Less (Words) Is More (Impact)

The bread aisle at the grocery store confounds me.

I just wanted to buy a loaf of bread to make a sandwich – I didn’t really want to wade through 7 long shelves of every imaginable type of bread possible.

My grocery store is just like your grocery store: when you stand in any aisle in any retail store in the U.S., you will be inundated with choices. Whether you are buying cereal, candy, TVs, or jeans, you’ll likely have huge number of items to choose from. Whether it’s a retail store or a Web site, if you ask people if they’d prefer to choose from a few alternatives or have lots of choices, most people will say they want lots of choices.

This is true in ChurchWorld, too.

Too Many Choices Paralyze the Thought Process

The book Art of Choosing by Sheena Iyengar details research on choice. In graduate school, Iyengar conducted what is now known as the “jam” study. She decided to test the theory that people who have too many choices will not choose at all. In a booth set up in a busy grocery store, Iyengar and her associates posed as store employees. They alternated the selection on the table: half the time there were 6 choices of fruit jam and half the time there were 24 jars of jam.

When there were 24 jars of jam, 60 percent of the people coming by would stop and taste. When there were only 6 jars of jam only 40 percent of the people would stop and taste. More choices were better – right?

Not exactly.

You might think that people would taste more jam when the table had 24 varieties – but they didn’t. People stopped at the table, but they only tasted a few varieties whether there were 6 or 24 choice available.

People can only remember 3 or 4 things at a time; likewise, they can decide from among only 3 or 4 things at a time.

The most interesting part of Iyengar’s study is that 31 percent of the people who stopped at the table with 6 jars actually made a purchase. But only 3 percent of the people who stopped at the table with 24 jars actually mad a purchase.

More people may have stopped by, but less people purchased.

The study may have proved that less is more, but why do people always want more choices?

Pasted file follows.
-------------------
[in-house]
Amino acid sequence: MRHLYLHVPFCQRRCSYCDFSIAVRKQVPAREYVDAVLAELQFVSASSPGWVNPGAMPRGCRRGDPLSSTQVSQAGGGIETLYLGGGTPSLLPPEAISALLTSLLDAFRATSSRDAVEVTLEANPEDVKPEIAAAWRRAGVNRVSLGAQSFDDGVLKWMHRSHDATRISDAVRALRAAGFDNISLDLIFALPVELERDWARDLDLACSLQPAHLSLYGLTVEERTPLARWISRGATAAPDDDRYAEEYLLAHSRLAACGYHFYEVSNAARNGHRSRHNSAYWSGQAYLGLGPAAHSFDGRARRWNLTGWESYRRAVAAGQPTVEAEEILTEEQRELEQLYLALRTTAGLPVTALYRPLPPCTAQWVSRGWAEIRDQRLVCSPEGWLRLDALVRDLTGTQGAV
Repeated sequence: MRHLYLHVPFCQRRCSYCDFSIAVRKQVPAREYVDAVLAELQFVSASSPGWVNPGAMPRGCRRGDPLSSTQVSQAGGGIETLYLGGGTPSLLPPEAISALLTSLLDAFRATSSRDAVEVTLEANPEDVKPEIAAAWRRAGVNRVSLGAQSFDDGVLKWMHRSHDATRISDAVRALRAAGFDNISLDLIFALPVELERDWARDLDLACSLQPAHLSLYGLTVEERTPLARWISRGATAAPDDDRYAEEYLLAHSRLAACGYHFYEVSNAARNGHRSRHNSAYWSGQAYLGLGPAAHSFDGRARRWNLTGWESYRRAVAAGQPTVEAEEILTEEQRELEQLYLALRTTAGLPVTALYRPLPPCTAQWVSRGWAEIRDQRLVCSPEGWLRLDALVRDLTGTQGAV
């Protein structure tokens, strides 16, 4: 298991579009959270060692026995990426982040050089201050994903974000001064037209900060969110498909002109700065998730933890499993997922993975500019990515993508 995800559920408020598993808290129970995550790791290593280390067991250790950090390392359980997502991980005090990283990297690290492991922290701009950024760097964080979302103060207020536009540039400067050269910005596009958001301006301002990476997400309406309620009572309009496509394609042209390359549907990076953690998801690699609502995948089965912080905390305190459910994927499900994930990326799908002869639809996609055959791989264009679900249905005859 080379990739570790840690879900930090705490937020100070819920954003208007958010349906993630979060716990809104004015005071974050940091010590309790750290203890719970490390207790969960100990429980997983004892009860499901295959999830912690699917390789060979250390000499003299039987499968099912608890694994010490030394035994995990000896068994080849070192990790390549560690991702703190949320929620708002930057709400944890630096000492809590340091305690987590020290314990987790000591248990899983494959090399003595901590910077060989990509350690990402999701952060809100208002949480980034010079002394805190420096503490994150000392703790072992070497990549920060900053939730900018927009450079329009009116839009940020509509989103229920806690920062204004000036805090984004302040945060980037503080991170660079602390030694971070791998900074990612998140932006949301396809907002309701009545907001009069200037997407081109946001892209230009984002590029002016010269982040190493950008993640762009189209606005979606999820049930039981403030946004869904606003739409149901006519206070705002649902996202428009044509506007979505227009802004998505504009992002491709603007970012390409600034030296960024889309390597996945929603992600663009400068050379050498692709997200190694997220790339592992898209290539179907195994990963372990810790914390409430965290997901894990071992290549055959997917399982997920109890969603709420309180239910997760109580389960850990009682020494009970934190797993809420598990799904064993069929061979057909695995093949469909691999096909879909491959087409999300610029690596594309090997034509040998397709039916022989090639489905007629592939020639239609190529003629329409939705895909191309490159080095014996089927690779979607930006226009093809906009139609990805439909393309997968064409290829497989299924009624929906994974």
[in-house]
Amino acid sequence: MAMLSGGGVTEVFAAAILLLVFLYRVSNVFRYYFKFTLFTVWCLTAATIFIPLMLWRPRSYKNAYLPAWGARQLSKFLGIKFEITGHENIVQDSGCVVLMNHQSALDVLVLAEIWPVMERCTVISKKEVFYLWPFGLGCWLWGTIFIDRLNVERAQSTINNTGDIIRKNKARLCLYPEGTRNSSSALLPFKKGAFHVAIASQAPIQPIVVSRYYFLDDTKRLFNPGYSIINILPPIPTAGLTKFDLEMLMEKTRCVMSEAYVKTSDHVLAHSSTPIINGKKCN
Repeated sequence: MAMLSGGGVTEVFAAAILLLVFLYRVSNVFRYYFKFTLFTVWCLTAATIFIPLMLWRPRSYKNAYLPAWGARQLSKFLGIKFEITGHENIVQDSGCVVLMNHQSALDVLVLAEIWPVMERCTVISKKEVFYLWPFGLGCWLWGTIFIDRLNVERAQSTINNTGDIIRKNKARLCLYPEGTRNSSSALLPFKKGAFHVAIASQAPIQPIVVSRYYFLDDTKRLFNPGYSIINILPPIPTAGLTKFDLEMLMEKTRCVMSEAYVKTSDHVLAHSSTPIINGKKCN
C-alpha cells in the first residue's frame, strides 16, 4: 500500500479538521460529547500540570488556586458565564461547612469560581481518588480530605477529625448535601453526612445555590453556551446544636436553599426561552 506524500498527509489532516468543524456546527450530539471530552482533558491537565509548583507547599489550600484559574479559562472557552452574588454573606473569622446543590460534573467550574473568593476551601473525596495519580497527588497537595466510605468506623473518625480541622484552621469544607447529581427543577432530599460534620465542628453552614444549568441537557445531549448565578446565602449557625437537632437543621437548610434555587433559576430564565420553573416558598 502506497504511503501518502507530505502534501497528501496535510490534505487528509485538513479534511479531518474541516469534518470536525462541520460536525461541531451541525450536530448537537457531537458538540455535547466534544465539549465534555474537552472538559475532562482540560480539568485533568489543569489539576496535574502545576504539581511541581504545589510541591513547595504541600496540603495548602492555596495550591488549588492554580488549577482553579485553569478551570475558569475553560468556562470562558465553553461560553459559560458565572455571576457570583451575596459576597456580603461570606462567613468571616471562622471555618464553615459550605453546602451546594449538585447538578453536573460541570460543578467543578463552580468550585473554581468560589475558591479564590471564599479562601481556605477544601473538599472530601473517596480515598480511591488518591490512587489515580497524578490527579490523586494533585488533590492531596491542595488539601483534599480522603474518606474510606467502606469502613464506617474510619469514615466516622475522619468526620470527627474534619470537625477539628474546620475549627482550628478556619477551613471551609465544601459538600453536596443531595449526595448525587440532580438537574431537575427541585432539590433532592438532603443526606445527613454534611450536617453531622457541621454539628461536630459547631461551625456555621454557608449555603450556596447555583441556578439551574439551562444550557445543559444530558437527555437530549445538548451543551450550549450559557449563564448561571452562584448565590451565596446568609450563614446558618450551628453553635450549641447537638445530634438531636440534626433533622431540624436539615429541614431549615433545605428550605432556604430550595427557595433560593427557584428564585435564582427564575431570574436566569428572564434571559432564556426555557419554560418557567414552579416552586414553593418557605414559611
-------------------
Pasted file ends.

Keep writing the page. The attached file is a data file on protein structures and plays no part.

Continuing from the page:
Information is addictive.

Dopamine, a chemical created and released in our brains, is critical in all sorts of brain functions: thinking, moving, sleeping, mood, attention, motivation, seeking, and reward. Dopamine also causes you to want, desire, seek out, and search. Dopamine makes you curious about ideas and fuels your search for more information. A fascinating topic, but it will have to wait for later!

It’s only when people are confident in their decisions that they stop seeking more information.

Application for ChurchWorld Leaders

  • Resist the impulse to provide large number of choices
  • If you ask people how many options they want, the will almost always say “a lot” or “give me all the options.” If you ask, be prepared to deviate from what they ask for
  • If possible, limit the number of choices to 3 or 4. If you have to offer more options, try to do so in a progressive way. Have people choose first from 3 or 4 options, and then choose again from that subset.

inspired by and adapted from 100 Things Every Designer Needs to Know About People, by Susan Weinschenk

Read more from Bob.


Would you like to learn more about why less is more? Connect with an Auxano Navigator and start a conversation with our team.

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ABOUT THE AUTHOR

Bob Adams

Bob Adams

Bob is an absolute fanatic about Guest Experiences, growing up watching his father serve customers at the gas station he built and operated for 44 years. Bob is continually connecting with corporate leaders in the customer experience world, learning and then translating practices for ChurchWorld. He writes, speaks, and consults on the topic frequently. Vocationally, Bob has a dual role at Auxano, a clarity first consulting firm serving the church. As Vision Room Curator and Digital Engagement Leader he researches, edits, writes and publishes online content. As Guest Experience Navigator, he leverages his passion, providing Guest Perspective Evaluations and Guest Experience Blueprints. Bob and his wife Anita have been married for 39 years. They have 4 children, 3 daughters-in-law, 1 son-in-law, and 4 grandchildren.